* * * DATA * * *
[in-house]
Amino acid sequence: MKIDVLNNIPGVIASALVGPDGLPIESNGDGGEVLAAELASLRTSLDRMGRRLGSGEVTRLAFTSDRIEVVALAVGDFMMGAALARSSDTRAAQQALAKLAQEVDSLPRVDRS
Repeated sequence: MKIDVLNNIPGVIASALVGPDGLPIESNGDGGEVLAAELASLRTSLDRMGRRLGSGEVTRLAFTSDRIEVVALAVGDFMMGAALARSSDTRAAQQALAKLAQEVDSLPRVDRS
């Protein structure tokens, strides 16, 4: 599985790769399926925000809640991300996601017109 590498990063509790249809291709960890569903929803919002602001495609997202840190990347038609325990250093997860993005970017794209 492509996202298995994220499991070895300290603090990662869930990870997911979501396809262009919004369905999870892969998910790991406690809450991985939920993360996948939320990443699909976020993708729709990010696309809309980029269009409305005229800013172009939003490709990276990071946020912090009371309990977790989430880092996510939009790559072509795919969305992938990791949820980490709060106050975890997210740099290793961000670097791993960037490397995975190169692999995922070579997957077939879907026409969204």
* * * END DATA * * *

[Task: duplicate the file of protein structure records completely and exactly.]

[in-house]
Amino acid sequence: MKIDVLNNIPGVIASALVGPDGLPIESNGDGGEVLAAELASLRTSLDRMGRRLGSGEVTRLAFTSDRIEVVALAVGDFMMGAALARSSDTRAAQQALAKLAQEVDSLPRVDRS
Repeated sequence: MKIDVLNNIPGVIASALVGPDGLPIESNGDGGEVLAAELASLRTSLDRMGRRLGSGEVTRLAFTSDRIEVVALAVGDFMMGAALARSSDTRAAQQALAKLAQEVDSLPRVDRS
């Protein structure tokens, strides 16, 4: 599985790769399926925000809640991300996601017109 590498990063509790249809291709960890569903929803919002602001495609997202840190990347038609325990250093997860993005970017794209 492509996202298995994220499991070895300290603090990662869930990870997911979501396809262009919004369905999870892969998910790991406690809450991985939920993360996948939320990443699909976020993708729709990010696309809309980029269009409305005229800013172009939003490709990276990071946020912090009371309990977790989430880092996510939009790559072509795919969305992938990791949820980490709060106050975890997210740099290793961000670097791993960037490397995975190169692999995922070579997957077939879907026409969204």